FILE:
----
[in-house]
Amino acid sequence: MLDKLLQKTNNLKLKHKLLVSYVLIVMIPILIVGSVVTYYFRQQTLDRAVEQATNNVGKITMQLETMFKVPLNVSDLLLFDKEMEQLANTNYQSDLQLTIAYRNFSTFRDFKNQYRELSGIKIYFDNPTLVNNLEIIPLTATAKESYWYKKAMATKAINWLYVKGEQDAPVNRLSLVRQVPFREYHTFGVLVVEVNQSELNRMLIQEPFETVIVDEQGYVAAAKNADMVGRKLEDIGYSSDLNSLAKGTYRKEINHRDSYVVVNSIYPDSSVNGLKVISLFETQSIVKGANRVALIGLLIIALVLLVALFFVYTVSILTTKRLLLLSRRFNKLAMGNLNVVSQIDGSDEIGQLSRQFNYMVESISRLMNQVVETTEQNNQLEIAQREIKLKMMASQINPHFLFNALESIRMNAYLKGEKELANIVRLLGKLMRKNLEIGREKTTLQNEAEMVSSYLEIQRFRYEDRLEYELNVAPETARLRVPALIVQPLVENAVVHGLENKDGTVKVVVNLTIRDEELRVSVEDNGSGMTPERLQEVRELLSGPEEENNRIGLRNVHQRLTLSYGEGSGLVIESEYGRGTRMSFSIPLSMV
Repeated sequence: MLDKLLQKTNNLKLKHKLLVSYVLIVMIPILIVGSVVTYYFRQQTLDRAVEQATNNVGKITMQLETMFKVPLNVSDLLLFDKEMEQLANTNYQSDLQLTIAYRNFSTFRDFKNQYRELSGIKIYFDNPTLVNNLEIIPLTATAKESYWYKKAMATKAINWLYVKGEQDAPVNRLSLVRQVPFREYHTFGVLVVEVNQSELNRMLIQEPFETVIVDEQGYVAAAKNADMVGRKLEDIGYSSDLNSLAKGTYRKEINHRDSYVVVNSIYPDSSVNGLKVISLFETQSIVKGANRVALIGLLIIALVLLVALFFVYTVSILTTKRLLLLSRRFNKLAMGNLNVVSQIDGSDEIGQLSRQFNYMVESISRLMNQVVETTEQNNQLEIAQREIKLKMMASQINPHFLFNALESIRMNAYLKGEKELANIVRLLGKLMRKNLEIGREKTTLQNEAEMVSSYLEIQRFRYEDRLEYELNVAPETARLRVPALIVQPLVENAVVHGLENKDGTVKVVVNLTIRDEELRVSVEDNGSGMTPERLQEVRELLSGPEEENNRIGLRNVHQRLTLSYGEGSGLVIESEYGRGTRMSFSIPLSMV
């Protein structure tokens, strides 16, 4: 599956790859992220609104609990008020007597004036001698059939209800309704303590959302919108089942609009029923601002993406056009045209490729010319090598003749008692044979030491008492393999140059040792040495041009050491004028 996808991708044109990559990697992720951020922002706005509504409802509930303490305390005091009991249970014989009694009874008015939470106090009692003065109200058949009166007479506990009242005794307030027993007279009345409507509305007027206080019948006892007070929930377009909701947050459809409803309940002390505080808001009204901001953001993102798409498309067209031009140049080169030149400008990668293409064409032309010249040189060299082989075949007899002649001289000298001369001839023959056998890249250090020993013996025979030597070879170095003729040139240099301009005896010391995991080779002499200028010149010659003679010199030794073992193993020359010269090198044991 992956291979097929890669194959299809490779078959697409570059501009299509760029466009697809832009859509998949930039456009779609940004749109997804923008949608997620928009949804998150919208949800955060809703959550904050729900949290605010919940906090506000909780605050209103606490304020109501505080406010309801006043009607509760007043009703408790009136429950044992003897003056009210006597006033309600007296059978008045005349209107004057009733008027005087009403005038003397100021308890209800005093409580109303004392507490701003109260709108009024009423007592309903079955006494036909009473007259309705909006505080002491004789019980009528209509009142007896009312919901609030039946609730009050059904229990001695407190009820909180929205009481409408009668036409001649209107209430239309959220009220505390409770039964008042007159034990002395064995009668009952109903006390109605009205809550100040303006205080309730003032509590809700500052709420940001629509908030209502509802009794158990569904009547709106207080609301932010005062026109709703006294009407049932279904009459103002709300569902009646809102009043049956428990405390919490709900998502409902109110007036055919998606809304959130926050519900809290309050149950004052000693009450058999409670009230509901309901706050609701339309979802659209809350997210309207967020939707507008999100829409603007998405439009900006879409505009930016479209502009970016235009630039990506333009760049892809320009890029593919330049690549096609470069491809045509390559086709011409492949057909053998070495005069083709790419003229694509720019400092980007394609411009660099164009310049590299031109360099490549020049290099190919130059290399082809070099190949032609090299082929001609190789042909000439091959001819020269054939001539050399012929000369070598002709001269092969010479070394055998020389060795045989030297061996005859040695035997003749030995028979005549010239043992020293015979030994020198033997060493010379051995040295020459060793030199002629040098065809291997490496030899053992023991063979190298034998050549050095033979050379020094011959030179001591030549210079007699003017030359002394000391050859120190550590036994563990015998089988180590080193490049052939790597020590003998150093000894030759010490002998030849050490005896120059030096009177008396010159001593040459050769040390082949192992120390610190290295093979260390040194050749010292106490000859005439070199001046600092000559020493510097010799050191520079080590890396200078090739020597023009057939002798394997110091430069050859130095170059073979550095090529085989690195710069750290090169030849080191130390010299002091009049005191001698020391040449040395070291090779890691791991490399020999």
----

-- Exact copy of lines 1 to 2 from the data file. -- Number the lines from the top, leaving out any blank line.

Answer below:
[in-house]
Amino acid sequence: MLDKLLQKTNNLKLKHKLLVSYVLIVMIPILIVGSVVTYYFRQQTLDRAVEQATNNVGKITMQLETMFKVPLNVSDLLLFDKEMEQLANTNYQSDLQLTIAYRNFSTFRDFKNQYRELSGIKIYFDNPTLVNNLEIIPLTATAKESYWYKKAMATKAINWLYVKGEQDAPVNRLSLVRQVPFREYHTFGVLVVEVNQSELNRMLIQEPFETVIVDEQGYVAAAKNADMVGRKLEDIGYSSDLNSLAKGTYRKEINHRDSYVVVNSIYPDSSVNGLKVISLFETQSIVKGANRVALIGLLIIALVLLVALFFVYTVSILTTKRLLLLSRRFNKLAMGNLNVVSQIDGSDEIGQLSRQFNYMVESISRLMNQVVETTEQNNQLEIAQREIKLKMMASQINPHFLFNALESIRMNAYLKGEKELANIVRLLGKLMRKNLEIGREKTTLQNEAEMVSSYLEIQRFRYEDRLEYELNVAPETARLRVPALIVQPLVENAVVHGLENKDGTVKVVVNLTIRDEELRVSVEDNGSGMTPERLQEVRELLSGPEEENNRIGLRNVHQRLTLSYGEGSGLVIESEYGRGTRMSFSIPLSMV